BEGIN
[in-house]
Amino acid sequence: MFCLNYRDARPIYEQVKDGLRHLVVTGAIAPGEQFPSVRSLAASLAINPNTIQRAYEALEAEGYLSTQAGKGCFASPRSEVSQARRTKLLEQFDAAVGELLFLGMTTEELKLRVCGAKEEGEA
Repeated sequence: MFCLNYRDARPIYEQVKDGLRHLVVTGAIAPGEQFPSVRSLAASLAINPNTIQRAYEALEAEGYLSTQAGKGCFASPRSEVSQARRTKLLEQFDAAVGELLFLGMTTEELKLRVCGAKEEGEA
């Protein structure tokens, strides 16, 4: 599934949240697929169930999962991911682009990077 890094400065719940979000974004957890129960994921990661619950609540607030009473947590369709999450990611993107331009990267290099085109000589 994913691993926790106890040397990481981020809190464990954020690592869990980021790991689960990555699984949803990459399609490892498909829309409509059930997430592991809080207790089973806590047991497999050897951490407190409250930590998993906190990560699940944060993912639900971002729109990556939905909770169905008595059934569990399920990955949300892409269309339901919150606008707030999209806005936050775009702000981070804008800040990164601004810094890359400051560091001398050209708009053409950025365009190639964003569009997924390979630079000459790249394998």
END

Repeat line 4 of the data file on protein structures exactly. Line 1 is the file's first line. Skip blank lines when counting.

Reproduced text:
């Protein structure tokens, strides 16, 4: 599934949240697929169930999962991911682009990077 890094400065719940979000974004957890129960994921990661619950609540607030009473947590369709999450990611993107331009990267290099085109000589 994913691993926790106890040397990481981020809190464990954020690592869990980021790991689960990555699984949803990459399609490892498909829309409509059930997430592991809080207790089973806590047991497999050897951490407190409250930590998993906190990560699940944060993912639900971002729109990556939905909770169905008595059934569990399920990955949300892409269309339901919150606008707030999209806005936050775009702000981070804008800040990164601004810094890359400051560091001398050209708009053409950025365009190639964003569009997924390979630079000459790249394998």